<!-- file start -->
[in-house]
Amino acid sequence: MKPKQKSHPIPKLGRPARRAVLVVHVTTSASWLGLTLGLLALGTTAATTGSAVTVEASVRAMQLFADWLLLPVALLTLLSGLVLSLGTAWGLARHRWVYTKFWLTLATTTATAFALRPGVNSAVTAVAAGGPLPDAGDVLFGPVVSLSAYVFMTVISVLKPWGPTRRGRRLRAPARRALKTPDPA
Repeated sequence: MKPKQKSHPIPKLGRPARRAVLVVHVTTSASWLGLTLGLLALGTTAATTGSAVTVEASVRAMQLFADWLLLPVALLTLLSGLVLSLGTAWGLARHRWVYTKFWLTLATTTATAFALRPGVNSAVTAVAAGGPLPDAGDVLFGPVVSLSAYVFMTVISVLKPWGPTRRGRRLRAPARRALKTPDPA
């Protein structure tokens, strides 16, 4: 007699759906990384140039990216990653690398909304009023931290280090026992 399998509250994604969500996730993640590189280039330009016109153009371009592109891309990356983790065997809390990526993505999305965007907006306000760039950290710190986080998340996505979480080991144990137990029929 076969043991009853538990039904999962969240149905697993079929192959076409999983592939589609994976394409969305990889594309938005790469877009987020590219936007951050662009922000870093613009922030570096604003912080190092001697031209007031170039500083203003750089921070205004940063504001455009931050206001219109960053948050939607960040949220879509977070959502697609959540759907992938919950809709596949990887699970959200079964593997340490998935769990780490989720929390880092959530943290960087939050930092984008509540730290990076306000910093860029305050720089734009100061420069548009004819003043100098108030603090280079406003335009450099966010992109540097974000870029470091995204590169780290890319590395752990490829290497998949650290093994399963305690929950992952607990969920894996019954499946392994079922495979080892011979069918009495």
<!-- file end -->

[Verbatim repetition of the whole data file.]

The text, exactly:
[in-house]
Amino acid sequence: MKPKQKSHPIPKLGRPARRAVLVVHVTTSASWLGLTLGLLALGTTAATTGSAVTVEASVRAMQLFADWLLLPVALLTLLSGLVLSLGTAWGLARHRWVYTKFWLTLATTTATAFALRPGVNSAVTAVAAGGPLPDAGDVLFGPVVSLSAYVFMTVISVLKPWGPTRRGRRLRAPARRALKTPDPA
Repeated sequence: MKPKQKSHPIPKLGRPARRAVLVVHVTTSASWLGLTLGLLALGTTAATTGSAVTVEASVRAMQLFADWLLLPVALLTLLSGLVLSLGTAWGLARHRWVYTKFWLTLATTTATAFALRPGVNSAVTAVAAGGPLPDAGDVLFGPVVSLSAYVFMTVISVLKPWGPTRRGRRLRAPARRALKTPDPA
């Protein structure tokens, strides 16, 4: 007699759906990384140039990216990653690398909304009023931290280090026992 399998509250994604969500996730993640590189280039330009016109153009371009592109891309990356983790065997809390990526993505999305965007907006306000760039950290710190986080998340996505979480080991144990137990029929 076969043991009853538990039904999962969240149905697993079929192959076409999983592939589609994976394409969305990889594309938005790469877009987020590219936007951050662009922000870093613009922030570096604003912080190092001697031209007031170039500083203003750089921070205004940063504001455009931050206001219109960053948050939607960040949220879509977070959502697609959540759907992938919950809709596949990887699970959200079964593997340490998935769990780490989720929390880092959530943290960087939050930092984008509540730290990076306000910093860029305050720089734009100061420069548009004819003043100098108030603090280079406003335009450099966010992109540097974000870029470091995204590169780290890319590395752990490829290497998949650290093994399963305690929950992952607990969920894996019954499946392994079922495979080892011979069918009495």